There are a hundred ways to measure what makes a great movie, but nothing speaks more highly about a film than how closely you can read it. In his new feature, Deadshirt Editor-In-Chief Dylan Roth explores one of his favorite films by demonstrating just how much there is to talk about, writing at length about Every Five Minutes of runtime.
Written and Directed by Brad Bird
(c) 2004 Disney/Pixar
The Cleaner (29:26-30:21)
This may be the first time the audience has seen Bob blow his cover, but it’s far from the first time he’s done it. With the despicable Mr. Huph in a full body cast, the task of burying this incident falls to Agent Rick Dicker (voice of longtime Pixar animator Bud Luckey), who is getting too old for this shit. Bob and Agent Dicker go way back, and each time Bob has slipped up, it’s been Dicker who’s paid out settlements, had memories altered, and arranged new cover identities for the Parr family. But this, says Decker, is the last time the government is going to foot the bill for this kind of mishap. Dicker takes care of Huph and Insuracare, but for the rest, Bob’s on his own, which leaves him unemployed and without the NSA’s safety net. Bob has only himself to blame, of course, and that’s finally starting to sink in.
It’s a quiet little scene, one of only two to feature Agent Dicker, who represents the Old Days by being, well, old. Bob and Helen were fairly young when they were forced to retire, but Bob looks (and sounds) like he’s well into his sixties, and that the task of looking after the hidden superheroes has taken a toll on him. Dicker physically embodies the consequences of Bob’s recklessness, and while Bob had shrugged off Helen’s concern from the night before, when face to face with the guy whose job it is to clean up his mess, Bob’s a bit more apologetic. (Although he does not, technically, apologize.)
“Well, what are you waiting for?” (30:22-30:42)
Bob returns home in his tiny, mangled car, which sputters to its death in the driveway. Waiting at the curb is that kid with the tricycle from earlier, the one who saw Bob effortlessly left the car over his head the day before. The kid got a peek into a world that ended before he was born, and now he wants another look. But Bob can’t offer him one. He sulks and heads inside.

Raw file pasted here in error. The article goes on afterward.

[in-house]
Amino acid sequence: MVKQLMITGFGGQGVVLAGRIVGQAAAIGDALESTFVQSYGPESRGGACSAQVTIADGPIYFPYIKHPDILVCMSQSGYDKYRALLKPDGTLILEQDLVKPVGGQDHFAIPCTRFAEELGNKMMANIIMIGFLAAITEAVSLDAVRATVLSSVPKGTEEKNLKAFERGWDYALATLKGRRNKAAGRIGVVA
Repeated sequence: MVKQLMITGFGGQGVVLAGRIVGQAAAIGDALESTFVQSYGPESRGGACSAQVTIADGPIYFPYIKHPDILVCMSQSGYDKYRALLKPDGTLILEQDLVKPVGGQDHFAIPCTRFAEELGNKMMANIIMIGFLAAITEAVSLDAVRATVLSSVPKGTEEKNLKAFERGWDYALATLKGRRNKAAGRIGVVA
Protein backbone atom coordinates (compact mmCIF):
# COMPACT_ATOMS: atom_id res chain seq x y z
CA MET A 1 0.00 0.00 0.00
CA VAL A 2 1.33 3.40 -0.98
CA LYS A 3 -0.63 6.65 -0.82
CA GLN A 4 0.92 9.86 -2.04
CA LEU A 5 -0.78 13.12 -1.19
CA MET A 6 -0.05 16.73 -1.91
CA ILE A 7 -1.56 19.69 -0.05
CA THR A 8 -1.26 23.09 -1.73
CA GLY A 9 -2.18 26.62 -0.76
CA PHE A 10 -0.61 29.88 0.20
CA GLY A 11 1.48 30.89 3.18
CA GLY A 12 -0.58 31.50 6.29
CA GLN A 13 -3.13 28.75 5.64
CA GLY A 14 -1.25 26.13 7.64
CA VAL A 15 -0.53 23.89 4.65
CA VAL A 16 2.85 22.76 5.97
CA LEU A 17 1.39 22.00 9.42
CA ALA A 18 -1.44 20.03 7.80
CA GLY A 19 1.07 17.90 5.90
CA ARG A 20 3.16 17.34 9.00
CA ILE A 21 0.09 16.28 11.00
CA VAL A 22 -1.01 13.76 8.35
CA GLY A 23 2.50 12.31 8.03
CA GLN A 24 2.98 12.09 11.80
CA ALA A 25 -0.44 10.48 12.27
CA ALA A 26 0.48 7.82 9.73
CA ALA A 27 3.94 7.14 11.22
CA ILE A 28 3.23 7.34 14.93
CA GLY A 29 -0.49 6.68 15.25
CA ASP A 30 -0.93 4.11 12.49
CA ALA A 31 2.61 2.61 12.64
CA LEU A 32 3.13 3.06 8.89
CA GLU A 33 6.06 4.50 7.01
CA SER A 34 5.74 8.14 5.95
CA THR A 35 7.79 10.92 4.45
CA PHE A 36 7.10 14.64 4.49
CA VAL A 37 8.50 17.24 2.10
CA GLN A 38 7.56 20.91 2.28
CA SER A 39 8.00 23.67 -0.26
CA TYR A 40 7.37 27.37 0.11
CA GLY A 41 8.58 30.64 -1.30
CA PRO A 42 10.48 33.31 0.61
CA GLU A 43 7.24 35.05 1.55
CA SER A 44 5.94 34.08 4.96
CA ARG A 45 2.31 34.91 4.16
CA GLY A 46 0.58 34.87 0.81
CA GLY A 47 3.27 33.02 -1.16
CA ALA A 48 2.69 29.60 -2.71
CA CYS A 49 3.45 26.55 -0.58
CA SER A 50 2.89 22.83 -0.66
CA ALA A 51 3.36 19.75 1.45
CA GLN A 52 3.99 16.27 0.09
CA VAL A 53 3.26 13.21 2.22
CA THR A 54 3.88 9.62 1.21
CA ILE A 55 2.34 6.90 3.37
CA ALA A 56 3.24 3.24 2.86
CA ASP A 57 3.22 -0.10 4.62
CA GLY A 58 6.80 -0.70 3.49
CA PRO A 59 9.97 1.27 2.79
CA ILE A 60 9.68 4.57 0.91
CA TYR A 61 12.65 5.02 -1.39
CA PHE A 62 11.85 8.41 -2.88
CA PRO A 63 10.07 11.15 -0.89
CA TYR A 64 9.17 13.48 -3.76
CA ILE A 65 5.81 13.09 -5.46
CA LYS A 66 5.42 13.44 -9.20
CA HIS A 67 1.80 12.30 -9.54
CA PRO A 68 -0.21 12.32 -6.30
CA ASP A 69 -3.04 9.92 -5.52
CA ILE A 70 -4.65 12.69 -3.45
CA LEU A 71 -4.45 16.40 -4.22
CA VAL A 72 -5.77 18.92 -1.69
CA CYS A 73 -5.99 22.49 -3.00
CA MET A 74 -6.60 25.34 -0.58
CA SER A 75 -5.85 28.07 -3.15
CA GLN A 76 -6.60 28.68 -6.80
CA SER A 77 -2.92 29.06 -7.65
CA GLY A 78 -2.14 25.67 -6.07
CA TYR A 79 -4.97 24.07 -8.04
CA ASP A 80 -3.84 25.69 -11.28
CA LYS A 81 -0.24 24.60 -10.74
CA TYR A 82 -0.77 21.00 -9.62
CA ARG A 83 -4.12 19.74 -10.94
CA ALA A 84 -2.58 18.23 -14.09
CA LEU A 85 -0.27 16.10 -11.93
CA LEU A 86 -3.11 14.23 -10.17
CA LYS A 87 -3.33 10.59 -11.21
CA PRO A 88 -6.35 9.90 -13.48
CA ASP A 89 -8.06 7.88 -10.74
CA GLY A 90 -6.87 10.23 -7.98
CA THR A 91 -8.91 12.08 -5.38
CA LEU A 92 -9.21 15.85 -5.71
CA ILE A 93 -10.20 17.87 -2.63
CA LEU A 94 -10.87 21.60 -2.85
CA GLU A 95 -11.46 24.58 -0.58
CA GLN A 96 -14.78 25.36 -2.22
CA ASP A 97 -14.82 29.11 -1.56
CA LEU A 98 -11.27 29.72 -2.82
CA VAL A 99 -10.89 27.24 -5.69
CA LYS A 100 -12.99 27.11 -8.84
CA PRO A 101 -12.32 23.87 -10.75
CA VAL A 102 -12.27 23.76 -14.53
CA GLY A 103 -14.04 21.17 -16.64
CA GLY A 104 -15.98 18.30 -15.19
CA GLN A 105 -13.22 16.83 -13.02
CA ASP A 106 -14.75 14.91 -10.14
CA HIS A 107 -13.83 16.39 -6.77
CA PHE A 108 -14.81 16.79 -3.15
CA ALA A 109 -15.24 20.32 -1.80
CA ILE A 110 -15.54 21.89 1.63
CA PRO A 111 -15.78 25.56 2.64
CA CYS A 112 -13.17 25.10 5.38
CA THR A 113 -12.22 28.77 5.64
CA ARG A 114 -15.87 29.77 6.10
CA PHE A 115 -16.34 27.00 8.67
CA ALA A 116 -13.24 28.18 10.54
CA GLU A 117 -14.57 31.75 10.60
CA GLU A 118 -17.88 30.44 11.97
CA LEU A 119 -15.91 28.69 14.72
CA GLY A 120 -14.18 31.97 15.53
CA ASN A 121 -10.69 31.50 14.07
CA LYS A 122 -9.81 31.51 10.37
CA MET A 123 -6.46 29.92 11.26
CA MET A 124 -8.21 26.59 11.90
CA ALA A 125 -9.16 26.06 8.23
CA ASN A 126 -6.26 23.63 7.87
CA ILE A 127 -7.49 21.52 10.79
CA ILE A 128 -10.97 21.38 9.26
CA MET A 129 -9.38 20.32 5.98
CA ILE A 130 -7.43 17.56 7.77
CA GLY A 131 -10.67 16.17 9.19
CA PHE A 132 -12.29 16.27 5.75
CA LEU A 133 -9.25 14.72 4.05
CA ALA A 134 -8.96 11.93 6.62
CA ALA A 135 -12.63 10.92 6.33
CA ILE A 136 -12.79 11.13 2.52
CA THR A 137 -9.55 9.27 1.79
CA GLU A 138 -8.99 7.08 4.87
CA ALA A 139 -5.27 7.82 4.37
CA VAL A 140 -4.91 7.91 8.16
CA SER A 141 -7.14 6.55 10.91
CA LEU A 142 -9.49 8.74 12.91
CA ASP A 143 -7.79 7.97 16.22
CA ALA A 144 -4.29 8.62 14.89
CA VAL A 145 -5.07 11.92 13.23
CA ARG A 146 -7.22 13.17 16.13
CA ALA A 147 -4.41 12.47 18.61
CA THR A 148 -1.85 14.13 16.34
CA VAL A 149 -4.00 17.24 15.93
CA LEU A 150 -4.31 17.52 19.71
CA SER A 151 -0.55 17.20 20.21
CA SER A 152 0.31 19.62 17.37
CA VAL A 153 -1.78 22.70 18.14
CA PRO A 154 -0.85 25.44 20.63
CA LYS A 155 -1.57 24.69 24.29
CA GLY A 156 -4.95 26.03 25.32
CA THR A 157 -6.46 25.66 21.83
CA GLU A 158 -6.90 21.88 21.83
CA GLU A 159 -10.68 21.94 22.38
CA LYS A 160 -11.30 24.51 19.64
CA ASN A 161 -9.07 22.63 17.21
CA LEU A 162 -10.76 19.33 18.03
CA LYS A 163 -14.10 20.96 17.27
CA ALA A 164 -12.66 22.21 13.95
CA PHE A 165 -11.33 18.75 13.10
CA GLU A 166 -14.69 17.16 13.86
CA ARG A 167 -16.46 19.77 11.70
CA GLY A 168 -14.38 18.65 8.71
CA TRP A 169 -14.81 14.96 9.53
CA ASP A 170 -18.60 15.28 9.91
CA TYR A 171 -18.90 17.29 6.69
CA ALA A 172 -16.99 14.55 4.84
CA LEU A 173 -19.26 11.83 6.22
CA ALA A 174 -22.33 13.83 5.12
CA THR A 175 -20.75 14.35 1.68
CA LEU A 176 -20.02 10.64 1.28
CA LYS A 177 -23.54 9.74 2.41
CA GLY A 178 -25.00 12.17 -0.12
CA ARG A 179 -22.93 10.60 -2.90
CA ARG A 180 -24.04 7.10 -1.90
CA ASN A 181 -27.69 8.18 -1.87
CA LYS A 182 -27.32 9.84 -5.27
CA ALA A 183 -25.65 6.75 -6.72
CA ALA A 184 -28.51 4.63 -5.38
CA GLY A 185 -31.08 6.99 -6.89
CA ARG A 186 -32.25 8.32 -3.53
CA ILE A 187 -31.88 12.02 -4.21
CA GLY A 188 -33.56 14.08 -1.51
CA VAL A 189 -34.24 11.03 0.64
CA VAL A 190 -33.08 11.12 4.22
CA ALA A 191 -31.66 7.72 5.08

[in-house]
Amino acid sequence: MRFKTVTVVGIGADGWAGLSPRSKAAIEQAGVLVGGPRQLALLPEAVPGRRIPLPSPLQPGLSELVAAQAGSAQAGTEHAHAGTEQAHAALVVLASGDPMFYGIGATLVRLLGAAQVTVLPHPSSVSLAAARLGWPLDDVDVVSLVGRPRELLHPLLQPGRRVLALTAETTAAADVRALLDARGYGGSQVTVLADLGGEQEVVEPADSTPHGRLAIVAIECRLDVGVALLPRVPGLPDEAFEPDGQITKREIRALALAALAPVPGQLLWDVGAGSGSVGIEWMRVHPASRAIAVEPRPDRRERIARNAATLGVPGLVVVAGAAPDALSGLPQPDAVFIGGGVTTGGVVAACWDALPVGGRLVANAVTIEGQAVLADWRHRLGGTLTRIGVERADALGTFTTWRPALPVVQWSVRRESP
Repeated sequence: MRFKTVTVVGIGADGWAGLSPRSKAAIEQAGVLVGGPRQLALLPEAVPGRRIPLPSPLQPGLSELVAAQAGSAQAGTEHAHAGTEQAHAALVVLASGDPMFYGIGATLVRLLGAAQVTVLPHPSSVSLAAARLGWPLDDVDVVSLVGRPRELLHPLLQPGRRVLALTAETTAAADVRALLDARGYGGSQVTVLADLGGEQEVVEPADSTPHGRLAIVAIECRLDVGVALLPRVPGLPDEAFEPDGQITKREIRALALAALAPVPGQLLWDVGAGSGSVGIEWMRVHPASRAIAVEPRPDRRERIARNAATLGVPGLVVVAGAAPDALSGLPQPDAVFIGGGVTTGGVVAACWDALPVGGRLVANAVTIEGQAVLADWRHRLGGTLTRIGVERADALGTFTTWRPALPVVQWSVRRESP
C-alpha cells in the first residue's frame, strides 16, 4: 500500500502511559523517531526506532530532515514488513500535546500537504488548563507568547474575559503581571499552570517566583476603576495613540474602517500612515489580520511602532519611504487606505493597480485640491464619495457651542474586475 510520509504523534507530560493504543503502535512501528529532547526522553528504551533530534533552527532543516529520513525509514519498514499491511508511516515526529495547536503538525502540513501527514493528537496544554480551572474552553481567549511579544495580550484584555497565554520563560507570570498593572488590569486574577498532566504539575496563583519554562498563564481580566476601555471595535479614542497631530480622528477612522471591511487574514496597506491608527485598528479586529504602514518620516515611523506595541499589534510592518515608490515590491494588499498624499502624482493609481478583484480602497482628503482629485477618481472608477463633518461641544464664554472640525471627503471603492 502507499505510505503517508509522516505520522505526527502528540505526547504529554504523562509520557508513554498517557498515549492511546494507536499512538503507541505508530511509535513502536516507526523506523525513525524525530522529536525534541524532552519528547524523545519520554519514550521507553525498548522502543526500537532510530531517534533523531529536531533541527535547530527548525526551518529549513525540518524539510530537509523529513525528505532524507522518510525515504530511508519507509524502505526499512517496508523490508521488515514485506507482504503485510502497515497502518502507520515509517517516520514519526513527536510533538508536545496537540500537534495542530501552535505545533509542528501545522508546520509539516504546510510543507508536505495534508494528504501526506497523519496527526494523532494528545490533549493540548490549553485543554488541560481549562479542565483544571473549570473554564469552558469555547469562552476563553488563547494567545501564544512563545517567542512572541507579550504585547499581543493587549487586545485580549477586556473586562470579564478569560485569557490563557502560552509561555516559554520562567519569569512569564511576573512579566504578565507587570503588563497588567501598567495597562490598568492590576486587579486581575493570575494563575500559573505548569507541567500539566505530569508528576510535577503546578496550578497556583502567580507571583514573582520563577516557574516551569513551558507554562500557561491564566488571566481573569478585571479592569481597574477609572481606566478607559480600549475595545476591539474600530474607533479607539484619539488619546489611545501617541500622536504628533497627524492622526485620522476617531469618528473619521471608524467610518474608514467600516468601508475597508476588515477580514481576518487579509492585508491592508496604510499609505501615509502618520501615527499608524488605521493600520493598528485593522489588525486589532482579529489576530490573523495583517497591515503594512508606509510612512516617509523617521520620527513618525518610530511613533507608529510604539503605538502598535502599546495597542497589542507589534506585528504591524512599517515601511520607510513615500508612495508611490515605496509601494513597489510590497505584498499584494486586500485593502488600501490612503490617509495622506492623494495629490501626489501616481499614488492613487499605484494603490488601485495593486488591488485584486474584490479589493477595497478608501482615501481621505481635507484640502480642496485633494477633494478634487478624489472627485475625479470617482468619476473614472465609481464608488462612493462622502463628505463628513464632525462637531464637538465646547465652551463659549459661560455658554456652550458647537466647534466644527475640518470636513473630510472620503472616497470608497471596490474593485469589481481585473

This is the entire first act of The Incredibles in twenty seconds.
Midnight at the Mr. Incredible Museum (30:43-34:03)
In this dark moment, Bob retreats to his private home office, surrounded by reminders of his best self. Today, it probably offers him very little comfort—he’s never been further away from being Mr. Incredible than he is right now. He sifts through a box containing his Insuracare belongings before just deciding to dump the whole thing in the trash, but an unexpected clang into the wastebasket invites him to open up a mysterious unmarked envelope. Inside is a futuristic computer tablet, which scans his face…and recognizes him as Mr. Incredible.
Bob panics as he hears his old name spoken aloud, but in just a moment he’s greeted by a recorded message of Mirage, the sneaky silhouette that had appeared in his office earlier. Mirage’s calm, charming demeanor reels Bob in, as she makes him an offer he can’t refuse: she says she represents a dark government agency who needs Mr. Incredible’s help to neutralize an experimental robot that’s running wild on a remote island base. It’s an opportunity to return to action—isolated from the judgmental public and with Uncle Sam’s blessing—and what’s more, it’s a paying gig, in fact it pays outrageously well.
Suddenly, the Mr. Incredible Museum feels like a different place entirely—instead of a sad reminder of what Bob used to be, now it’s a vision board, a call to action.
This inspiring moment is interrupted in cartoonish fashion, however, when the tablet self-destructs Inspector Gadget style. Billows of smoke fill the room and set off the Parr residence’s surprisingly thorough fire suppression system. Ceiling-embedded sprinklers spray down across the entire house, fairly literally raining on Bob’s tiny parade.
Cut to Bob using a hair dryer to air out the family’s book collection after the sprinkler mishap. It’s here that we learn that Bob hasn’t told Helen about having lost his job. He seems as if he’s about to tell her, but rather accept a dressing down from his wife for getting himself fired for doing the exact thing that she asked him not to do only a few hours earlier, pivots to a comforting, bald-faced lie. Bob tells Helen that he’s being sent on a company retreat for a few days, a sign that he’s moving up in the company rather than out of it.
As Helen congratulates him on his hard work paying off, Bob goes sort of blank, emotionally limp. The combination of Craig T. Nelson’s nuanced vocal performance and the animators’ attention to detail conveys a lot of what’s going through Bob’s mind at this moment. It’s a chain of complex feelings: “I can’t believe I just avoided an argument,” then “I can’t believe I just told a big lie to my wife,” followed by “I can’t believe how easy that was.” Bob lets go of the guilt over what’s happened today effortlessly and immediately. He really shouldn’t, but he’s about to be too occupied to think about it, diving headfirst back into his old life.
Moments later, in his office:
Next week: Nomanisan!